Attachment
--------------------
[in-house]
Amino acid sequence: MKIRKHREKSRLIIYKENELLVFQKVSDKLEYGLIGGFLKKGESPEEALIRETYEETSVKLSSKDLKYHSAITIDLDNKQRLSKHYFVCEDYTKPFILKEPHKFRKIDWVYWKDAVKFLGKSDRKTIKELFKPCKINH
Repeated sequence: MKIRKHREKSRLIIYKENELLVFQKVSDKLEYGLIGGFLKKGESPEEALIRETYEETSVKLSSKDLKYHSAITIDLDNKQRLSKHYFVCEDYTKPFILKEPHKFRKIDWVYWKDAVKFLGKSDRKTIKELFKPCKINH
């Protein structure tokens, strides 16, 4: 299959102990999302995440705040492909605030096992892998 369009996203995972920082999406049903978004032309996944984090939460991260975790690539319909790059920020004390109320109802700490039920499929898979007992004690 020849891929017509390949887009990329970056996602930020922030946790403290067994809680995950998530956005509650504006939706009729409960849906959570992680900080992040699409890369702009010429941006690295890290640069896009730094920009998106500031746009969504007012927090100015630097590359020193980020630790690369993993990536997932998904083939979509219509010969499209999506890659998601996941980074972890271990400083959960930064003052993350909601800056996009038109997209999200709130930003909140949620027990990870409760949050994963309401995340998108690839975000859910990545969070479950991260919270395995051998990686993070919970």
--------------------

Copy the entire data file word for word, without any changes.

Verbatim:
[in-house]
Amino acid sequence: MKIRKHREKSRLIIYKENELLVFQKVSDKLEYGLIGGFLKKGESPEEALIRETYEETSVKLSSKDLKYHSAITIDLDNKQRLSKHYFVCEDYTKPFILKEPHKFRKIDWVYWKDAVKFLGKSDRKTIKELFKPCKINH
Repeated sequence: MKIRKHREKSRLIIYKENELLVFQKVSDKLEYGLIGGFLKKGESPEEALIRETYEETSVKLSSKDLKYHSAITIDLDNKQRLSKHYFVCEDYTKPFILKEPHKFRKIDWVYWKDAVKFLGKSDRKTIKELFKPCKINH
């Protein structure tokens, strides 16, 4: 299959102990999302995440705040492909605030096992892998 369009996203995972920082999406049903978004032309996944984090939460991260975790690539319909790059920020004390109320109802700490039920499929898979007992004690 020849891929017509390949887009990329970056996602930020922030946790403290067994809680995950998530956005509650504006939706009729409960849906959570992680900080992040699409890369702009010429941006690295890290640069896009730094920009998106500031746009969504007012927090100015630097590359020193980020630790690369993993990536997932998904083939979509219509010969499209999506890659998601996941980074972890271990400083959960930064003052993350909601800056996009038109997209999200709130930003909140949620027990990870409760949050994963309401995340998108690839975000859910990545969070479950991260919270395995051998990686993070919970």